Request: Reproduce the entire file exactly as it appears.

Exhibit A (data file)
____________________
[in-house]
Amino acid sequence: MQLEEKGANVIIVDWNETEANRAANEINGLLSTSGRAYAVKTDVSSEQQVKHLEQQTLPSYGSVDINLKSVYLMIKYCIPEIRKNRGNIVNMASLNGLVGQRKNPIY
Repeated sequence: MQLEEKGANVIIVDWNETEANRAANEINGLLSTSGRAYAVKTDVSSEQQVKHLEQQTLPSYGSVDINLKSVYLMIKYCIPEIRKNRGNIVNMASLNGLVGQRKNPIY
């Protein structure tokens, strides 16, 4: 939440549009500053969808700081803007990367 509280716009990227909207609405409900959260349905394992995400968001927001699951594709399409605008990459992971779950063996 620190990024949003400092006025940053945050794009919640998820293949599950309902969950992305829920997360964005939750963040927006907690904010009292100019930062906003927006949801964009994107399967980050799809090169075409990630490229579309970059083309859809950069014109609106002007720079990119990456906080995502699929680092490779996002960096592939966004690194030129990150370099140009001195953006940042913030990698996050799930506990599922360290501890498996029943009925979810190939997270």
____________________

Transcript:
[in-house]
Amino acid sequence: MQLEEKGANVIIVDWNETEANRAANEINGLLSTSGRAYAVKTDVSSEQQVKHLEQQTLPSYGSVDINLKSVYLMIKYCIPEIRKNRGNIVNMASLNGLVGQRKNPIY
Repeated sequence: MQLEEKGANVIIVDWNETEANRAANEINGLLSTSGRAYAVKTDVSSEQQVKHLEQQTLPSYGSVDINLKSVYLMIKYCIPEIRKNRGNIVNMASLNGLVGQRKNPIY
């Protein structure tokens, strides 16, 4: 939440549009500053969808700081803007990367 509280716009990227909207609405409900959260349905394992995400968001927001699951594709399409605008990459992971779950063996 620190990024949003400092006025940053945050794009919640998820293949599950309902969950992305829920997360964005939750963040927006907690904010009292100019930062906003927006949801964009994107399967980050799809090169075409990630490229579309970059083309859809950069014109609106002007720079990119990456906080995502699929680092490779996002960096592939966004690194030129990150370099140009001195953006940042913030990698996050799930506990599922360290501890498996029943009925979810190939997270």